by Chris Chandler, MA, LMHC, CSAT-C
Flow: The Psychology of Optimal Experience
by Mihaly Csikszentmihalyi
Is it wrong to find happiness in earthly pursuits? Sometimes teaching in more traditional churches can make it seem like it is. You worry that your faith is insufficient if you are not constantly, mindfully “[doing] all to the glory of God,” or if your hobbies occasionally interfere with your church attendance.
Alternately, you might struggle with feeling that life is meaningless. If God is sovereign, and has it all planned out, what’s the point of doing anything? Why put any effort into anything on earth, seeing as how it has no eternal purpose?
Christ’s Example for a Purpose Driven Life
The Lord puts us here on Earth for a long time. He must intend for us to do something with that time. We do not see Jesus setting an example of purely religious asceticism. While his earthly purpose was to inevitably die on the cross, he also engaged in ordinary pursuits – meals with the disciples, spending time with friends such as Martha and Mary, and helping people in small, private ways. The New Testament gives many examples of Jesus telling the people he heals not to tell anyone he has done it. Theologians suggest this was because he did not want it to lead to crowds of people clamoring for miracles to detract from the ultimate purpose of his ministry – proclaiming the Kingdom of Heaven and people’s need for redemption. He was not interested in becoming a celebrity. He wanted to maintain some kind of life for himself.
So what does that mean for us as we go about our earthly lives? It means we need to find a balance between our ultimate duty to the Lord and making lives for ourselves. Christ does not advocate abandoning your entire livelihood or our give up all our downtime to wait for his return. As he said in Matthew, “But of that day and hour no one knows, not even the angels of heaven, but My Father only.” (Matt. 24:36 NKJV) Nor does he require everyone to abandon their livelihoods or sacrifice time with family and friend to exclusively pursue his ministry. The only people we see him commanding to give their lives completely over to serving him are his disciples.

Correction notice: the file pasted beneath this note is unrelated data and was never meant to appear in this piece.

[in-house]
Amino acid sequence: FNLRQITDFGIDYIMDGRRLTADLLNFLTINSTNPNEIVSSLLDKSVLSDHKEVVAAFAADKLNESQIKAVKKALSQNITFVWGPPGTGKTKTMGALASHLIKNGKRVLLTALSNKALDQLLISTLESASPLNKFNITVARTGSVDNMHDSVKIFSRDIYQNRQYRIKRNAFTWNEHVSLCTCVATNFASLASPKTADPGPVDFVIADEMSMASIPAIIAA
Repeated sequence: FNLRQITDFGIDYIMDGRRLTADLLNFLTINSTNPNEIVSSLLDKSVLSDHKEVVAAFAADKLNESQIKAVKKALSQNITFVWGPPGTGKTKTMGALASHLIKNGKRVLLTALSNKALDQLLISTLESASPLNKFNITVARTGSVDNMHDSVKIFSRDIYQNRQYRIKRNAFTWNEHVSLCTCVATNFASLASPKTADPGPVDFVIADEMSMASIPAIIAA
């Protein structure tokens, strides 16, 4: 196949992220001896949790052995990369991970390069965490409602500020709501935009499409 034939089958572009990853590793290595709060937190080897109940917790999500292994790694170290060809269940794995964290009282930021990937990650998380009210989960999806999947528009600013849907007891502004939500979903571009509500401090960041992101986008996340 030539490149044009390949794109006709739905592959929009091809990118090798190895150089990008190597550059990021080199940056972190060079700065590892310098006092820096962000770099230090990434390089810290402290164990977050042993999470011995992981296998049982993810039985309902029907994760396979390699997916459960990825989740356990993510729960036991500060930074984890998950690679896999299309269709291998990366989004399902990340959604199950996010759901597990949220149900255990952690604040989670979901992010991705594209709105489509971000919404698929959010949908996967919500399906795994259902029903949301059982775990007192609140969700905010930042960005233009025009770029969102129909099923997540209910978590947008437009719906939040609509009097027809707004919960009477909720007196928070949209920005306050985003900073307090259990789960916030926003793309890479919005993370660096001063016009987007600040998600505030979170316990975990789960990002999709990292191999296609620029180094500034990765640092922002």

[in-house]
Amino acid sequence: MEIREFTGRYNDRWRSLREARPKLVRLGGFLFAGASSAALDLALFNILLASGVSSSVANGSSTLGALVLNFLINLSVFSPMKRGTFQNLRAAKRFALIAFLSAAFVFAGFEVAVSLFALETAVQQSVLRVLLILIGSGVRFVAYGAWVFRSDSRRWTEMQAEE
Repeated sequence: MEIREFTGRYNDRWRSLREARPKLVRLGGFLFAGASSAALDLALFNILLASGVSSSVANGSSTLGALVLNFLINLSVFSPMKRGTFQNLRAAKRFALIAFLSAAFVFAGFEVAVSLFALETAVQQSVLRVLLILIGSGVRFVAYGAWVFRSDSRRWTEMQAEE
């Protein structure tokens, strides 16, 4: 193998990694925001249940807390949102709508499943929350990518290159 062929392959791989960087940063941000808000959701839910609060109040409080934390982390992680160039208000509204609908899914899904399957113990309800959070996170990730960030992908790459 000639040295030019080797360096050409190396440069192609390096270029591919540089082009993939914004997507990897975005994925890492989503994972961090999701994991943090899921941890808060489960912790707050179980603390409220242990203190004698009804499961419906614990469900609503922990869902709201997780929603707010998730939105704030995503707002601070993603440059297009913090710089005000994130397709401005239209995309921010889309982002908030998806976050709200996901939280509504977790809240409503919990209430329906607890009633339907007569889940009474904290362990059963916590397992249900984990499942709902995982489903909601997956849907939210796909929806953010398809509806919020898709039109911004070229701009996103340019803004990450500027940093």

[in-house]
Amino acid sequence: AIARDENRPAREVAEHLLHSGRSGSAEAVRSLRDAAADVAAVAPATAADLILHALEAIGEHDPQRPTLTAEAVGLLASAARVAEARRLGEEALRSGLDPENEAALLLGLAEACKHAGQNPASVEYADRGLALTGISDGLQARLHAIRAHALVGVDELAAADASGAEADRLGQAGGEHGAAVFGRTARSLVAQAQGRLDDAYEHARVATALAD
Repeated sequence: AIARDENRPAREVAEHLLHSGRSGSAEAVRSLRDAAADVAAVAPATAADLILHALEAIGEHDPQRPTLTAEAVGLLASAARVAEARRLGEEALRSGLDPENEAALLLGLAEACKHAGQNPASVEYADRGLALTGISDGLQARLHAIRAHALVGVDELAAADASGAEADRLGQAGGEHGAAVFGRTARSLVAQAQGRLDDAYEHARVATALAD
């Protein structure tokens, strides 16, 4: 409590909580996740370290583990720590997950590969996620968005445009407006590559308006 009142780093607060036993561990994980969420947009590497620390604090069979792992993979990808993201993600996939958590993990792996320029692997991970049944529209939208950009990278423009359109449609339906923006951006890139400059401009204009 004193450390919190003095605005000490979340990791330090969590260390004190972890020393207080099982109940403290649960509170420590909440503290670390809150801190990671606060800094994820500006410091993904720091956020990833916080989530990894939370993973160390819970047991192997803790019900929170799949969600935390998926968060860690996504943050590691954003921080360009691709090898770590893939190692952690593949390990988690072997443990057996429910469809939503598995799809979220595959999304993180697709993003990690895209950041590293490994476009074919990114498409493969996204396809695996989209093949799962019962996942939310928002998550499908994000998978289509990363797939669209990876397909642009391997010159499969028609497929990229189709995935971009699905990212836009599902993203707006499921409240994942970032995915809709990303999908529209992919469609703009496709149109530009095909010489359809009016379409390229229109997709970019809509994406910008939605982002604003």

Understanding God’s Purpose for Our Lives
While some people are called to give their lives wholly over to establishing God’s kingdom on earth such as international missionaries, many are called to serve God in humbler ways. Society needs the Gospel, but it also needs public services like banks, grocery stores, and auto shops. Even if you’re only capable of volunteering on the weekends, you’re still bringing Christ into someone’s life.
And I’m sure even the most dedicated of international missionaries occasionally take a few moments off to read or play cards or see the sights of the country they’re serving.
Life is about balance. That is why the admonition begins, “Therefore, whether you eat or drink, or whatever you do…” (I Cor. 10:31 NJKV) Believers are allowed ordinary pursuits – they are simply encouraged to approach them with gratitude for the God who has enabled them to enjoy them.
Christian Counseling for Finding Purpose in Life
If you struggle with feeling guilty about how you are or are not serving the Lord with your life, consider getting in touch with a professional Christian counselor. They can help you understand what causes these feelings of guilt, whether they have any legitimacy, and how you can address them. A professional Christian counselor will use biblical principles and therapeutic techniques to help you figure out a way to live a life that glorifies God without guilt.
“Yellow Flower,” FichardBH Flickr CreativeCommons (CC BY 2.0); “Thank You,” courtesy of appelcline, Image ID 1441782, freeimages.com
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